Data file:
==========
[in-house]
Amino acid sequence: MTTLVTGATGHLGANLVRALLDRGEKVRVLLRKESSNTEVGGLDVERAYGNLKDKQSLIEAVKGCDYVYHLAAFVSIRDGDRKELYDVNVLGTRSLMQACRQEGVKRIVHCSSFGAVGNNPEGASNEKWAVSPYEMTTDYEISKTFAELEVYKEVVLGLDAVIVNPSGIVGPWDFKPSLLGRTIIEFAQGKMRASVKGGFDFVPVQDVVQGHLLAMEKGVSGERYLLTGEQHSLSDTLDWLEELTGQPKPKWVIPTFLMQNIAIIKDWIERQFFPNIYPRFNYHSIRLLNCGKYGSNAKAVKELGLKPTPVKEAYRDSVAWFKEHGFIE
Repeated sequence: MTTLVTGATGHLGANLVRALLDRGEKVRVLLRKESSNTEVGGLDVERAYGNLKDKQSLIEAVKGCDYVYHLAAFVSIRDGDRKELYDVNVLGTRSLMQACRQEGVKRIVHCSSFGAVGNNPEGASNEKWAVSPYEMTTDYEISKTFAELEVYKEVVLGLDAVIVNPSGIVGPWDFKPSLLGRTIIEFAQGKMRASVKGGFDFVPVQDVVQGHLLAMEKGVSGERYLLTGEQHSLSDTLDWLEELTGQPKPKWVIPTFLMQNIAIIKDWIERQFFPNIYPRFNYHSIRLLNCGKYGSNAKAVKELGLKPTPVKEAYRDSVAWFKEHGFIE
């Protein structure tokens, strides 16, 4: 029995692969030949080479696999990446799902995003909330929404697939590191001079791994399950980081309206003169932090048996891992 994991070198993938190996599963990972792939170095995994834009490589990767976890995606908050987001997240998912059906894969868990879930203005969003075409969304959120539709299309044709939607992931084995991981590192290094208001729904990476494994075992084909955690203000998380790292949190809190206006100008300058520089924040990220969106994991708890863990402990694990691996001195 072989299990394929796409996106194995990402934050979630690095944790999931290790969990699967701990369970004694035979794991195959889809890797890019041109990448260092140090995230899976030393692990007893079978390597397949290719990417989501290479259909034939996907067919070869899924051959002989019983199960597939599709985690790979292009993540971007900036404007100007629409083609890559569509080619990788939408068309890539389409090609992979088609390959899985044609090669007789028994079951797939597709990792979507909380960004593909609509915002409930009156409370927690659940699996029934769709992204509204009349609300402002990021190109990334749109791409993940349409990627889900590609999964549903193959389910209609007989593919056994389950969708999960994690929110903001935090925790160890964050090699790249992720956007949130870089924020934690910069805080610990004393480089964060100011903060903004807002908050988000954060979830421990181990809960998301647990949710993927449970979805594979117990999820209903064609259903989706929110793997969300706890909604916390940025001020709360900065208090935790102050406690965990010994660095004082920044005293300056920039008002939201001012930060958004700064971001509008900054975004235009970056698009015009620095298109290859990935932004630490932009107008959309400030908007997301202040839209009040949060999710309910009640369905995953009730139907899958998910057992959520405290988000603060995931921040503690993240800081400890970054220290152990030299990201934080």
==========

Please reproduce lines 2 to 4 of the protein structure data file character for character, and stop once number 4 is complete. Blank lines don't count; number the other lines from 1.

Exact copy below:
Amino acid sequence: MTTLVTGATGHLGANLVRALLDRGEKVRVLLRKESSNTEVGGLDVERAYGNLKDKQSLIEAVKGCDYVYHLAAFVSIRDGDRKELYDVNVLGTRSLMQACRQEGVKRIVHCSSFGAVGNNPEGASNEKWAVSPYEMTTDYEISKTFAELEVYKEVVLGLDAVIVNPSGIVGPWDFKPSLLGRTIIEFAQGKMRASVKGGFDFVPVQDVVQGHLLAMEKGVSGERYLLTGEQHSLSDTLDWLEELTGQPKPKWVIPTFLMQNIAIIKDWIERQFFPNIYPRFNYHSIRLLNCGKYGSNAKAVKELGLKPTPVKEAYRDSVAWFKEHGFIE
Repeated sequence: MTTLVTGATGHLGANLVRALLDRGEKVRVLLRKESSNTEVGGLDVERAYGNLKDKQSLIEAVKGCDYVYHLAAFVSIRDGDRKELYDVNVLGTRSLMQACRQEGVKRIVHCSSFGAVGNNPEGASNEKWAVSPYEMTTDYEISKTFAELEVYKEVVLGLDAVIVNPSGIVGPWDFKPSLLGRTIIEFAQGKMRASVKGGFDFVPVQDVVQGHLLAMEKGVSGERYLLTGEQHSLSDTLDWLEELTGQPKPKWVIPTFLMQNIAIIKDWIERQFFPNIYPRFNYHSIRLLNCGKYGSNAKAVKELGLKPTPVKEAYRDSVAWFKEHGFIE
């Protein structure tokens, strides 16, 4: 029995692969030949080479696999990446799902995003909330929404697939590191001079791994399950980081309206003169932090048996891992 994991070198993938190996599963990972792939170095995994834009490589990767976890995606908050987001997240998912059906894969868990879930203005969003075409969304959120539709299309044709939607992931084995991981590192290094208001729904990476494994075992084909955690203000998380790292949190809190206006100008300058520089924040990220969106994991708890863990402990694990691996001195 072989299990394929796409996106194995990402934050979630690095944790999931290790969990699967701990369970004694035979794991195959889809890797890019041109990448260092140090995230899976030393692990007893079978390597397949290719990417989501290479259909034939996907067919070869899924051959002989019983199960597939599709985690790979292009993540971007900036404007100007629409083609890559569509080619990788939408068309890539389409090609992979088609390959899985044609090669007789028994079951797939597709990792979507909380960004593909609509915002409930009156409370927690659940699996029934769709992204509204009349609300402002990021190109990334749109791409993940349409990627889900590609999964549903193959389910209609007989593919056994389950969708999960994690929110903001935090925790160890964050090699790249992720956007949130870089924020934690910069805080610990004393480089964060100011903060903004807002908050988000954060979830421990181990809960998301647990949710993927449970979805594979117990999820209903064609259903989706929110793997969300706890909604916390940025001020709360900065208090935790102050406690965990010994660095004082920044005293300056920039008002939201001012930060958004700064971001509008900054975004235009970056698009015009620095298109290859990935932004630490932009107008959309400030908007997301202040839209009040949060999710309910009640369905995953009730139907899958998910057992959520405290988000603060995931921040503690993240800081400890970054220290152990030299990201934080």